Tastebud’s Original Berry Cobbler (page 84) I imagine that the original version of this dessert- made with Oregon berries and baked in a wood-fired oven-is truly divine, but even with supermarket fruit, this was awesome.


The Luxe Life: Gourmet Junk Food

Satisfy your cravings with these sophisticated takes on classic snack foods.

Snacks Gone Supreme

Most everyone has a junk food favorite, though not everyone is willing to fess up to a covert desire for crunchy potato chips, cream-filled snack cakes or other guilty pleasures. Clever chefs across the country have tapped into those hidden cravings by creating elevated spins on classic snack foods. No need to keep your secret obsessions to yourself any longer these spots across the country are making it perfectly acceptable to indulge in public.

Duck Fat Chex Mix

It may seem impossible to improve on the many qualities of Chex™ Mix that make this salty, crunchy party mix so addictive, but the founders of San Francisco ice cream empire Humphry Slocombe have found a way to take this savory treat to new and luxurious heights. The secret to the snack’s sumptuous boost of flavor is rendered duck fat, which is melted and used in place of the traditional butter coating. Other unique additions, such as fresh pepper, cayenne and fresh thyme sprigs, make this treat feel especially decadent. You can find this indulgent version, served warm, as an occasional snack in the Humphry Slocombe ice cream parlors and pop-up shops.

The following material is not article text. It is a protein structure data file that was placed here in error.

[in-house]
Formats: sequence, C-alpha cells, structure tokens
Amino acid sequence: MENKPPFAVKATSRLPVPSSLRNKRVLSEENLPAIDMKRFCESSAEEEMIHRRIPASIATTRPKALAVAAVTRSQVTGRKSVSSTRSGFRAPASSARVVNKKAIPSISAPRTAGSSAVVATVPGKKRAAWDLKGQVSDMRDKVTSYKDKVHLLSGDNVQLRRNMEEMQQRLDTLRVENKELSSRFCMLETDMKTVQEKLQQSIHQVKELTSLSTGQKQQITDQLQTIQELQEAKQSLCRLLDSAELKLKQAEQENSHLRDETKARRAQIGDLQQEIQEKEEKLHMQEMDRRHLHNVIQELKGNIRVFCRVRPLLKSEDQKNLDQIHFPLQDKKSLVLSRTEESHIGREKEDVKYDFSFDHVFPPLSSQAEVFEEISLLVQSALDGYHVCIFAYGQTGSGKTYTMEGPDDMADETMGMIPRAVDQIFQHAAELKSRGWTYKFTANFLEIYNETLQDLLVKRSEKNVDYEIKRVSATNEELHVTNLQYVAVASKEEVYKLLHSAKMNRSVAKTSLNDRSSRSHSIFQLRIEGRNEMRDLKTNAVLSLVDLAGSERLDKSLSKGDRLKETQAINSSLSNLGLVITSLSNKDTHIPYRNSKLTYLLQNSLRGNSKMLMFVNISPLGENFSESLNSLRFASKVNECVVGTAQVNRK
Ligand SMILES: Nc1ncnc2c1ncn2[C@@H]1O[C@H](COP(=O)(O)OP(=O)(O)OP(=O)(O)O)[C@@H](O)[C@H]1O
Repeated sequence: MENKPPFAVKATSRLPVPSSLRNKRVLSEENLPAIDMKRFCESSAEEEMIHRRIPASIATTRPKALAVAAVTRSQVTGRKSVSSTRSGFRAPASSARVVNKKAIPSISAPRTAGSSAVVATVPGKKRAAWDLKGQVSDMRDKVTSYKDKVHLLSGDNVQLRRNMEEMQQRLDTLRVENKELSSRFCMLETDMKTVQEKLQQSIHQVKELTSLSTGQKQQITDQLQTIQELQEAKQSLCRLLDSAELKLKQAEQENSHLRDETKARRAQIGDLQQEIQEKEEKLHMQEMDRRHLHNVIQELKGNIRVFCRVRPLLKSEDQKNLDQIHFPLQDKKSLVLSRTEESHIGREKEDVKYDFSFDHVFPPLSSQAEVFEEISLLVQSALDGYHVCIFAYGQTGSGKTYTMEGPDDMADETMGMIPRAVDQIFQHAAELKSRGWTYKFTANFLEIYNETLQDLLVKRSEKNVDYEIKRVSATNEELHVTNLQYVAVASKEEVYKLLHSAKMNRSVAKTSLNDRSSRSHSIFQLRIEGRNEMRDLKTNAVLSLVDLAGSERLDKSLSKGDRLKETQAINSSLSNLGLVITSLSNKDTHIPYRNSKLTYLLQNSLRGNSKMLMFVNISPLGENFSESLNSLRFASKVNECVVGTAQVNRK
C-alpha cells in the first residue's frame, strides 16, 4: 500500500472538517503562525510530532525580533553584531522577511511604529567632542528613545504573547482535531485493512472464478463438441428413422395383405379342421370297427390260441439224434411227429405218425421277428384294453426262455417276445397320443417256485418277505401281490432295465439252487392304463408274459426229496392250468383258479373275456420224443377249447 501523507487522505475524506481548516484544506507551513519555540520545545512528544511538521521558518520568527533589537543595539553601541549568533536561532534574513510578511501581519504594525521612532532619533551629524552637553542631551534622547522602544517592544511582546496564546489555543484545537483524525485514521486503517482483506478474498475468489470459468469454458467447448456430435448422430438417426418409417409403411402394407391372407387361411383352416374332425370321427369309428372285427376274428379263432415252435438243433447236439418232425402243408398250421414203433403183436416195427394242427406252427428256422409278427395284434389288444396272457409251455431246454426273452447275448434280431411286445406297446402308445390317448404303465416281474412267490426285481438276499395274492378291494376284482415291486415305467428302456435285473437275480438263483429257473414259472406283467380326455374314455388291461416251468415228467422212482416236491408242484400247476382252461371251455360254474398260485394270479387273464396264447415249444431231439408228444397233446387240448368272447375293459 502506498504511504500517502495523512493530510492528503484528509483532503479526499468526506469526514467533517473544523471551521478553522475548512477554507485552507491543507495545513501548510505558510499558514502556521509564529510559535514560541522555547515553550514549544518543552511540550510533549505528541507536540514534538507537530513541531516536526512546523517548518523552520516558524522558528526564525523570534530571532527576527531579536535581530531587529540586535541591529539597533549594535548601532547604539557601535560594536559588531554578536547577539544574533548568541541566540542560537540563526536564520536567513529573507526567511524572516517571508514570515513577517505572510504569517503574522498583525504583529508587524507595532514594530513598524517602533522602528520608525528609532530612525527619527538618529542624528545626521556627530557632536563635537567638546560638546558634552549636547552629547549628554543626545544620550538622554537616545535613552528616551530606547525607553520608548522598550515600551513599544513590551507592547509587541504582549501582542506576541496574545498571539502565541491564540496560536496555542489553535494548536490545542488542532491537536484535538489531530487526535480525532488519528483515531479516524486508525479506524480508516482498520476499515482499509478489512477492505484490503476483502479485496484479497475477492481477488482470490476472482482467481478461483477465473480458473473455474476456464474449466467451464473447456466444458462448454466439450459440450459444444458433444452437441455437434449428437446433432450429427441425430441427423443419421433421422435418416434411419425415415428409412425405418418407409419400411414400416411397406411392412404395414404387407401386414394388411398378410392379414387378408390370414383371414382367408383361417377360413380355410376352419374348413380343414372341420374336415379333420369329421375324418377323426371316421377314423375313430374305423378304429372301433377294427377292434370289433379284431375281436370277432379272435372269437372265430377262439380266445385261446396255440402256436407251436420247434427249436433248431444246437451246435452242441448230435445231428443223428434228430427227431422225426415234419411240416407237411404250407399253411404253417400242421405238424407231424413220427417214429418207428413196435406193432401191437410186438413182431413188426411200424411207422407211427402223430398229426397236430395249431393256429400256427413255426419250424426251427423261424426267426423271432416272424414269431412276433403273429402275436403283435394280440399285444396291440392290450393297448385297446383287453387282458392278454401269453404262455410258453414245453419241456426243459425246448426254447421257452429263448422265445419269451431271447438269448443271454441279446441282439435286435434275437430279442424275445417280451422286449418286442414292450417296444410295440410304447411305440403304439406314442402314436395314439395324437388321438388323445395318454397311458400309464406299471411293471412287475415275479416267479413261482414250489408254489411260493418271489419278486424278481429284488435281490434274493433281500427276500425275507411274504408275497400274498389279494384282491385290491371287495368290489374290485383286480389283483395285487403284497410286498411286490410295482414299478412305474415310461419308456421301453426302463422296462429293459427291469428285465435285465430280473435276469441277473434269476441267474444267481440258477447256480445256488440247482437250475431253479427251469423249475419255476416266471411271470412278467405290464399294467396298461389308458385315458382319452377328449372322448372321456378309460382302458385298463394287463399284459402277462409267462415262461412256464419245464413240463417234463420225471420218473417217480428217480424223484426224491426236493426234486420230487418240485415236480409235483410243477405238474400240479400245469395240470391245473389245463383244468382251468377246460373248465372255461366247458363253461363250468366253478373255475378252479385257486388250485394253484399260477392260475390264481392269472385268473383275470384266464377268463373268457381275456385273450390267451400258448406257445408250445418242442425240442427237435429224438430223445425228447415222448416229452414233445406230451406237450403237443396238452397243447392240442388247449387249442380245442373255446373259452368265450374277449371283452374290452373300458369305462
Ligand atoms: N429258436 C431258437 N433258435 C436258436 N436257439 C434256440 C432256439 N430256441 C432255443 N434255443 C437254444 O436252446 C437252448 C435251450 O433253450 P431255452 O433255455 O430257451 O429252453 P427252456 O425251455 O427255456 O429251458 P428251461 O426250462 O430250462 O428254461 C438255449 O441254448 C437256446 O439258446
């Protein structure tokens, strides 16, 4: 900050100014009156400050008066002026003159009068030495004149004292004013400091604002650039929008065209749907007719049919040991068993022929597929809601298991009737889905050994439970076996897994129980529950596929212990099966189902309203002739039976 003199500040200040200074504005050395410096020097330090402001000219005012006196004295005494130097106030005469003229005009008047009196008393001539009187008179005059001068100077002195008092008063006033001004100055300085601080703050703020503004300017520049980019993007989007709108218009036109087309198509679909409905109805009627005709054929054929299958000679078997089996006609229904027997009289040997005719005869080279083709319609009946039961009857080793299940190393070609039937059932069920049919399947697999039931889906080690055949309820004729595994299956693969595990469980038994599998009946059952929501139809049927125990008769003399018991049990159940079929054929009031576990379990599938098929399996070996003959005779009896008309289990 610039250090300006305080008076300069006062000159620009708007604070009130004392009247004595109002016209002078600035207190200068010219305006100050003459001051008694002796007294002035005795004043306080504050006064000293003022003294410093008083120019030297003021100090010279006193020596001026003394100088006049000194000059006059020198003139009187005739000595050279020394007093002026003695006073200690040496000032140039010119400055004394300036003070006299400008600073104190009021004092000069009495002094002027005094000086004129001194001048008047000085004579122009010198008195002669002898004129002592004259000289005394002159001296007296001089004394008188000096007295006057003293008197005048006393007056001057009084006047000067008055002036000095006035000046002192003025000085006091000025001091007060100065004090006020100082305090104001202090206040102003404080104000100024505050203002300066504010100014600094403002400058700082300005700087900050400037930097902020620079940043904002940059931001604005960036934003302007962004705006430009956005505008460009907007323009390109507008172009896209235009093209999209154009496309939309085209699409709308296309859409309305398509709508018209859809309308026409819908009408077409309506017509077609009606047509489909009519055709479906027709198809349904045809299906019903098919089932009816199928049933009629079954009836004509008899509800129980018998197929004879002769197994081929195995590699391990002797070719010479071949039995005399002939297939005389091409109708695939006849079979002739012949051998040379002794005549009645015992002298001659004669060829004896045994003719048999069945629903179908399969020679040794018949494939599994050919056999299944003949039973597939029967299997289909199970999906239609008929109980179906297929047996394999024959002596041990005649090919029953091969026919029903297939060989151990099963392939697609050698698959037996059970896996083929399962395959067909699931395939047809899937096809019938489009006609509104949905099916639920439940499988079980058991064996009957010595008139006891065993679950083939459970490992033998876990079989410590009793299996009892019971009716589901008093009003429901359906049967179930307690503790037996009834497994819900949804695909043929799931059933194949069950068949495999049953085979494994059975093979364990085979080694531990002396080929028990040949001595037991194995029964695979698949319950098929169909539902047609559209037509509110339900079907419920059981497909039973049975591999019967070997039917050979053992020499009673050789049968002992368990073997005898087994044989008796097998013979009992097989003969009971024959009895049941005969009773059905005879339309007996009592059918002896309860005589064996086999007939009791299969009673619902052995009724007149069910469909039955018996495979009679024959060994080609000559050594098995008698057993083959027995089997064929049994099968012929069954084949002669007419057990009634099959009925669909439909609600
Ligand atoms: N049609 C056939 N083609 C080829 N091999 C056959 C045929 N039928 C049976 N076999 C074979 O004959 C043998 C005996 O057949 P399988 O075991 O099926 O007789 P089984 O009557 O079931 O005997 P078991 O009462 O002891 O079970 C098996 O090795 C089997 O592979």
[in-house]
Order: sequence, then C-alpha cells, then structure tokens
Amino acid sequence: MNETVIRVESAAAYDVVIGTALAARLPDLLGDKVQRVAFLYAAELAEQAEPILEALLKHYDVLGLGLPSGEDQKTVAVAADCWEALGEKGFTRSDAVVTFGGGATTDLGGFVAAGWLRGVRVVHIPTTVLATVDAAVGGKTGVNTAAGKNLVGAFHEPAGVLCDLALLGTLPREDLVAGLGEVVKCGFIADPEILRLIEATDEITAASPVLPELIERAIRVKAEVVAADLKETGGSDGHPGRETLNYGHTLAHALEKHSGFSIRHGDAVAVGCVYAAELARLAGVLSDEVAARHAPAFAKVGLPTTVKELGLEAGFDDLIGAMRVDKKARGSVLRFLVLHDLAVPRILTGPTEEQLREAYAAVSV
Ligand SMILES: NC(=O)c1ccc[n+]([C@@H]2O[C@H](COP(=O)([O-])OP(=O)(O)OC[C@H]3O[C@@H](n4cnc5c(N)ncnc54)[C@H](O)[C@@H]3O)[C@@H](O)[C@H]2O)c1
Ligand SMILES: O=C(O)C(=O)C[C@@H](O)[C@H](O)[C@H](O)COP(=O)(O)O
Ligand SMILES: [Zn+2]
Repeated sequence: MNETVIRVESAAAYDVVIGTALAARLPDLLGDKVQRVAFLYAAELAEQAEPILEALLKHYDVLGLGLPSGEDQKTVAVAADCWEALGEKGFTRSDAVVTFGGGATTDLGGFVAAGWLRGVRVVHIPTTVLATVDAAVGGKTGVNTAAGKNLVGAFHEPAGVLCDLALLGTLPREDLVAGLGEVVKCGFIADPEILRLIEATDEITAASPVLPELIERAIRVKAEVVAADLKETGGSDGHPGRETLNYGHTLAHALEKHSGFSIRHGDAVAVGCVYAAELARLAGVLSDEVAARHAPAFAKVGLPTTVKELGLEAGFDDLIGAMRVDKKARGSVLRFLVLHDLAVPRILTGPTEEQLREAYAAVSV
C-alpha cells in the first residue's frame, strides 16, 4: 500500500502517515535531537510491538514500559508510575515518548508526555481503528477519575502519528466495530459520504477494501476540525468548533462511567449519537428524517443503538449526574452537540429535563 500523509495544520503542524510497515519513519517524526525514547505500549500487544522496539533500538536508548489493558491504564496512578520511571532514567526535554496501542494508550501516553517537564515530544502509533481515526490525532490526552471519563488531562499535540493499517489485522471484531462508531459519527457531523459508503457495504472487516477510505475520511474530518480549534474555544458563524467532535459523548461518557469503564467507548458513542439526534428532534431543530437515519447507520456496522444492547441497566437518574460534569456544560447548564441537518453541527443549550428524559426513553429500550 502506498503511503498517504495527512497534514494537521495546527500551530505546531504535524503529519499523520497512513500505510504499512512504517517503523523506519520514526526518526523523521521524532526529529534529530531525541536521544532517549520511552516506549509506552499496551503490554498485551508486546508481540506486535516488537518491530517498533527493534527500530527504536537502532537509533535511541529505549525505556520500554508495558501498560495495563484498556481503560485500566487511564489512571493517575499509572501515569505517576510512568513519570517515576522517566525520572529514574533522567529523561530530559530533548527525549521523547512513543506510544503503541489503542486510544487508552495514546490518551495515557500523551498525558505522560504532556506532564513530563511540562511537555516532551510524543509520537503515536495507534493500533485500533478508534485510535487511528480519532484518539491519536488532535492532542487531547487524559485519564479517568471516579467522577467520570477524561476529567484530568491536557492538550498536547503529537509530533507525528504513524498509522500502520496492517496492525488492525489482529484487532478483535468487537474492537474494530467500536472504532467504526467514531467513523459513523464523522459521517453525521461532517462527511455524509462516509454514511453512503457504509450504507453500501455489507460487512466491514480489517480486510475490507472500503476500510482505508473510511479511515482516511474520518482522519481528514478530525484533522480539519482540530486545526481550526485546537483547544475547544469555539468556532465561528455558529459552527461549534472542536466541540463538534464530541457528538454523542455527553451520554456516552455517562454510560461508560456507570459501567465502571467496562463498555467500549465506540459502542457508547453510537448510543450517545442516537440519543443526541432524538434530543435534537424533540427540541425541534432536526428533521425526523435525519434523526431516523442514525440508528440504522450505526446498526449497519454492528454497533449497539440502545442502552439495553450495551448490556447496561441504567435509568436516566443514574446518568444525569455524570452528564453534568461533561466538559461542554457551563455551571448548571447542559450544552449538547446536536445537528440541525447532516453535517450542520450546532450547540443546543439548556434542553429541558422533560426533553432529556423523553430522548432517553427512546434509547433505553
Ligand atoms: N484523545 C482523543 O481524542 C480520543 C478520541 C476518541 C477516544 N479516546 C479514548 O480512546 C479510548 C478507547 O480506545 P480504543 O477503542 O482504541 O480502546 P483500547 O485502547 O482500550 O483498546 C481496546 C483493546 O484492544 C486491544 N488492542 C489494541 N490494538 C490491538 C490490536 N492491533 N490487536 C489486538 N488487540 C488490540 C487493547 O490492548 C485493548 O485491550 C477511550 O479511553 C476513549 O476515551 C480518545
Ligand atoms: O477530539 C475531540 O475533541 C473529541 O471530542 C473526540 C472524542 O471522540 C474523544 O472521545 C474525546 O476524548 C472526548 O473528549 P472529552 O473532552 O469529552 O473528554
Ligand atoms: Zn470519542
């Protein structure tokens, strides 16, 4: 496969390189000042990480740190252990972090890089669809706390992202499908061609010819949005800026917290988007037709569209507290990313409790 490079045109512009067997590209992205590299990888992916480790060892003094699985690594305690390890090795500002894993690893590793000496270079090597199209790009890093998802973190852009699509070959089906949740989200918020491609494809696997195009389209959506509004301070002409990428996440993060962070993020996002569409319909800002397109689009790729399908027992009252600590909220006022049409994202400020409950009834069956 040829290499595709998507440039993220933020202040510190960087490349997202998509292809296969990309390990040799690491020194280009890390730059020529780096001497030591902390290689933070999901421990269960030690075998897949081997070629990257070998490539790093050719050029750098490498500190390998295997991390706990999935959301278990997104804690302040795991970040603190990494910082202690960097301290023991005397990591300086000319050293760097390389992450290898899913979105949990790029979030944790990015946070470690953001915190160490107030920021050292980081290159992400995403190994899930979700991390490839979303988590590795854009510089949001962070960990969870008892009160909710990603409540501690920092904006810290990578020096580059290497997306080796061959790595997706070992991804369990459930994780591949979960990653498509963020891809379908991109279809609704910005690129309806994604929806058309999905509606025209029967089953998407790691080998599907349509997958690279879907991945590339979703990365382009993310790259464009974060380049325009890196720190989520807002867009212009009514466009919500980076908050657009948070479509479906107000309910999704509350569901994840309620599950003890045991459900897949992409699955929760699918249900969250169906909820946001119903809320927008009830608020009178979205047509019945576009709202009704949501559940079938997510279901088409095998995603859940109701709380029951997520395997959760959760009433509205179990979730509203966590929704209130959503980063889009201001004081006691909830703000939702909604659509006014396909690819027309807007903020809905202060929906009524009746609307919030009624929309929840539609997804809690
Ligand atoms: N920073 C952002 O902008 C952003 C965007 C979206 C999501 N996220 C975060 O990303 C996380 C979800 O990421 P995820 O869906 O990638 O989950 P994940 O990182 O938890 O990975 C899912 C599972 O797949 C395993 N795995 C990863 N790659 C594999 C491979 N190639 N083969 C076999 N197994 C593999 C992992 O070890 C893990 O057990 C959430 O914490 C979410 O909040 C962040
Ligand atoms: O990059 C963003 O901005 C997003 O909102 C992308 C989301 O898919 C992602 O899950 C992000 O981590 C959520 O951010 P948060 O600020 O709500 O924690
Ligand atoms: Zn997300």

Silly Rabbit Cocktail

Beverage Director Benjamin Schiller of The Sixth in Chicago dug into his bartending bag of tricks to translate the flavors of a favorite fruity cereal from childhood into the Silly Rabbit Cocktail. This refreshing beverage starts off as a tweaked version of the long-established Southside cocktail recipe — a shaken concoction of gin, lime, simple syrup and mint. Schiller’s base cocktail is a mix of gin, lemon juice, soda, simple syrup and mint tincture. The drink is then poured over a stack of four brightly colored fruit juice cubes: a play on the lemon, orange, raspberry and grape flavors from the breakfast cereal. As the cubes melt, the flavor profile of the drink evolves, thus making for both a striking visual and a sweet-and-sour taste experience that patrons love. “It's been on our menu since we opened, and I would get [dragged] out into the street if I tried to take it off,” Schiller jokes.